Rather than catching fish, two fishermen were caught by the Cape currents. On April 2 of this year, the duo, aged 19 and 27, were swept off the rocks at Rooi Els in the Western Cape. The incident happened in the early hours of the morning, just after 7am.

Fortunately, the drowning men weren’t completely out of luck. A local NSRI Coastwatcher alerted three local Samaritans of the reported drowning in progress. The three rescuers were set out for a morning filled with Cray fishing.

Putting on their superhero pants and showcasing the true spirit of our community, the three men didn’t hesitate. They grabbed an NSRI Pink Rescue Buoy and launched their RHIB (rigid hull inflatable boat) to kick off the rescue, which was only made more difficult by strong winds and choppy waves.

Thanks to their bravery and years of boating experience, the two fisherman were rescued from their near drowning just in time (they had both reached a hypothermic condition due to the freezing Cape waters).

William Boltmann, Richard Boltmann and Francois Koekemoer are heroes in their own right. Richard was at helm, and William was responsible for getting the two casualties into the boat. Francois fetched the Pink Rescue Buoy at the Rooi Els slip before their boat was launched.

In the strong winds, the men struggled to throw the Pink Rescue Buoy, so William had to enter the rough seas twice.

Armed with the Pink Rescue Buoy, he was able to pass the Buoy to one of the casualties, who was then rescued onto the boat. William then swam the rescue buoy to the second casualty.

Both men were successfully rescued under trying conditions because of excellent seamanship and solid teamwork from William, Richard and Francois.

“If we didn’t have the Pink Rescue Buoy, the rescue would have been way more difficult, and we would have really put ourselves at risk,” added William.

“You would never think that a small Rescue Buoy like that could actually give the guy’s hope, because a minute or two later, they would have gone down,” said Richard.

“We raced back to the slipway where the NSRI and paramedics were on standby,” added William.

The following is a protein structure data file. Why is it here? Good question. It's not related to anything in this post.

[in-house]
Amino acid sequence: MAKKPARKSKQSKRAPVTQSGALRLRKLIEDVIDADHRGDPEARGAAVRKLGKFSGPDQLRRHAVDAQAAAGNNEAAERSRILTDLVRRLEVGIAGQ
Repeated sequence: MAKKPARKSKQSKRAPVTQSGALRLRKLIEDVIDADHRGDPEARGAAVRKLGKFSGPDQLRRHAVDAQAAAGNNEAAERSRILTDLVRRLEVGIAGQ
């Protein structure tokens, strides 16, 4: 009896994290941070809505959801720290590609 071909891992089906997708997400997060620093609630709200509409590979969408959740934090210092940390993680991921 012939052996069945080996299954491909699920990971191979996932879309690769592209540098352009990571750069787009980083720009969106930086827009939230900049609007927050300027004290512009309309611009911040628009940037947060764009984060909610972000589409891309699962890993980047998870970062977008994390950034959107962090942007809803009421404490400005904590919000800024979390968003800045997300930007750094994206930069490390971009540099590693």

The casualties, both from Kuils River, Cape Town, were treated for non-fatal drowning symptoms and for hypothermia.

The  NSRI awarded William, Richard and Francois on World Drowning Prevention Day, July 25 2021, commending the swift action of the three brave men, who together contributed to saving the lives of the two casualties.

Pink is for buoys

The Pink Rescue Buoys are part of a lifesaving water safety initiative by the NSRI. The distinctive pink colouring of the rescue buoy is designed to stand out in the water and provide emergency flotation.

The buoys, which conform to the AUNZ standard of 100 Newtons of flotation, are hung on strategically placed signs, and the NSRI said it hoped that the devices will remind people to take care when entering water.

To date, the NSRI’s public rescue devices have been used to rescue 77 people with no harm to a rescuer, and all rescues that were attempted were successful. Currently, there are over 1000 Pink Rescue Buoys deployed around South Africa.

“The Rescue Buoys are bright pink so that they can be easily spotted on the water by responding emergency services. There is also a unique location number on the signpost so that crucial minutes can be saved for emergency services to help those in danger of drowning,” says Jill Fortuin, NSRI Executive Director of Drowning Prevention.

“If you ever see someone in danger of drowning, think: “pink is for buoys.” Find the Pink Rescue Buoy, throw it into the water, help the person to float, save a life. You’ll find our buoys at beaches along the coast, inland dams and rivers right across South Africa. But please remember that a stolen buoy could be a stolen life.”

Fortuin also urged water users to immediately call the emergency numbers on the Pink Rescue Buoy sign or 112 from their cell phone for help if someone is in danger of drowning. This rescue wouldn’t have been possible without the support of donors. Sponsor a Pink Rescue Buoy.

You can save lives too by sponsoring a Pink Rescue Buoy for a community in need at a cost of R1500 per buoy or by supporting the NSRI’s drowning prevention initiatives. You can see the various ways to donate HERE.

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Source: NSRI

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